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Wilson Appointee to Commission Favors Change in Overtime Policy

Labor: Panel could eliminate time-and-a-half pay for work exceeding more than eight hours a day.

March 22, 1997|CARL INGRAM | TIMES STAFF WRITER

SACRAMENTO — Gov. Pete Wilson on Friday appointed an IBM executive who favors abolition of overtime pay for work exceeding eight hours a day to the Industrial Welfare Commission.

The selection of Cynthia Neff, 45, a Democrat and an executive at IBM's Almaden Research Center in San Jose, gives the commission the three-vote majority needed to change the state's overtime law.

The commission, on a 3-2 vote, gave preliminary approval in January to repealing time-and-a-half overtime pay for work that exceeds eight hours a day. The commission favors the federal rule of paying overtime for work in excess of 40 hours a week.

Voting with the majority in January was Carolyn P. Arnold, who operates a chain of fast-food outlets in San Bernardino County. But Arnold ran into trouble this week from Senate Democrats at her confirmation hearing.

Rather than risk her rejection, Wilson at the last minute pulled her nomination from the Senate Rules Committee.

Sean Walsh, Wilson's spokesman, said Friday the governor is confident that Neff represents the third vote necessary to make the new rule permanent when the commission votes again next month.

Walsh noted that Neff had testified earlier before the commission in favor of paying overtime based on working more than 40 hours a week.

"We don't expect her to change her position," Walsh said.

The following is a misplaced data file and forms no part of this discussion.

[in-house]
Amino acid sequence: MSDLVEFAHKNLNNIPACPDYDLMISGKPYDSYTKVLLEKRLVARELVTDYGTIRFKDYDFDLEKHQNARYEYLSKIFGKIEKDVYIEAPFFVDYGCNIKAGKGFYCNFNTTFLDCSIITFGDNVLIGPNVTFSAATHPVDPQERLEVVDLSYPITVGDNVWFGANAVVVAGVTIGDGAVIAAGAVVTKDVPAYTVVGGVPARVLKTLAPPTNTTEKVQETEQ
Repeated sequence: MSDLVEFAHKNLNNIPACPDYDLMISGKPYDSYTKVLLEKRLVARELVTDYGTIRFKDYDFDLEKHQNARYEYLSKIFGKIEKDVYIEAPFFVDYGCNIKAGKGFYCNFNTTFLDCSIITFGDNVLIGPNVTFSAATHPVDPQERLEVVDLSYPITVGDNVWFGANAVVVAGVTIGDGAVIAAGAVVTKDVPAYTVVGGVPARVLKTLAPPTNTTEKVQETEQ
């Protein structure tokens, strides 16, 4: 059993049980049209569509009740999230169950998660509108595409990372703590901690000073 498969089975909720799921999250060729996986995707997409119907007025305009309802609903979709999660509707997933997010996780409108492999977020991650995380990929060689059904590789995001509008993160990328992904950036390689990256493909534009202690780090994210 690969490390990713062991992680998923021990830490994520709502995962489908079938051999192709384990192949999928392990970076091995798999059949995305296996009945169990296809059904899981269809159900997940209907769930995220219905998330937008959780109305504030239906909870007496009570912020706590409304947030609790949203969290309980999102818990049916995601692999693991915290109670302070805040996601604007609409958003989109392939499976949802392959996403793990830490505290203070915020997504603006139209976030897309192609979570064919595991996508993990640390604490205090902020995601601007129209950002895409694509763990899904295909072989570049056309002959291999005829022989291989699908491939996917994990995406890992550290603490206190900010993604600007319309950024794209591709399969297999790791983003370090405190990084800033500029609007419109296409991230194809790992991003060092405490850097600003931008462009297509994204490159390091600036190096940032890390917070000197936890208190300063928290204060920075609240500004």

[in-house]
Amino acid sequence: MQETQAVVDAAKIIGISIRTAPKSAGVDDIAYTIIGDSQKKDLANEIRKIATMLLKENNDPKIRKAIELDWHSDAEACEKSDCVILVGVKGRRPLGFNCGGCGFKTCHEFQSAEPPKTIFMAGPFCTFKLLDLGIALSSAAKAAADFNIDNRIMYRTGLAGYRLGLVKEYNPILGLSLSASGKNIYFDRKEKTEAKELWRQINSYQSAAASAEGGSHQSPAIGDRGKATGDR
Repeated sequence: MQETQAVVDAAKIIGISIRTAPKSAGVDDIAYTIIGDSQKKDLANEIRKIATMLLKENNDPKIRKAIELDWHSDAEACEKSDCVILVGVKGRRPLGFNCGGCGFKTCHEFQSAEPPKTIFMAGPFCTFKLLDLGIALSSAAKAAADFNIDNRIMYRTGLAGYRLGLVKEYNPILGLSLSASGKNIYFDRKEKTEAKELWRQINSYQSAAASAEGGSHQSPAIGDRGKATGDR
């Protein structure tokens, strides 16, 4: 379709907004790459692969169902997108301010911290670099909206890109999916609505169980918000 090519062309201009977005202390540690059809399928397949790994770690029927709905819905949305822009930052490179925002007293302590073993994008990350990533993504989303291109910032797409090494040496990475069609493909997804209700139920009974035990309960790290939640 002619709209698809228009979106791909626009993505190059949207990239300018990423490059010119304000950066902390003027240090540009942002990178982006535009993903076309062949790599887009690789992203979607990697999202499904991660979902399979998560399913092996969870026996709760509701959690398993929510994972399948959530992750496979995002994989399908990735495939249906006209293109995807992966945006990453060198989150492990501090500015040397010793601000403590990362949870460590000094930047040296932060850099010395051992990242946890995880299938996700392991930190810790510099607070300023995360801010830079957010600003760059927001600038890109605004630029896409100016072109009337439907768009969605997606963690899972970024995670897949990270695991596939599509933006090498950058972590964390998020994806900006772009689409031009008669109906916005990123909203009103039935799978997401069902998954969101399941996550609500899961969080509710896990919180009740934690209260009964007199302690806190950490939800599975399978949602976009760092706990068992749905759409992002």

Neff took the oath of office Friday, Walsh said, but it is unlikely that her Senate confirmation hearing will occur before the commission's vote.

Wilson is not required to officially notify the Senate of Neff's appointment for 60 days, long after the commission's rule change would become final.

A change in the state's overtime law would affect about 6.5 million workers who are not covered by collective bargaining agreements.

The change is sponsored by Wilson and employer organizations, who argue that it provides flexible hours for workers to better deal with California's changing work conditions and gives new flexibility to managers.

It is opposed by organized labor, which says management could require an employee to work a series of 12-hour days without overtime as long as the hours did not exceed 40 in a week.

In a related development, Democrats on the Assembly Labor and Employment Committee on Thursday approved a labor-backed bill designed to derail the Industrial Welfare Commission's authority to change the overtime law.

The bill by Assemblyman Wally Knox (D-Los Angeles), however, stands little chance of becoming law because it requires a two-thirds vote of the Legislature. The committee vote was 7-0 with Republicans abstaining.

Knox said he wants to plunge his measure into the overtime debate to illustrate a sincere attempt to stop the commission from changing the overtime rule.

Times staff writer Max Vanzi contributed to this story.

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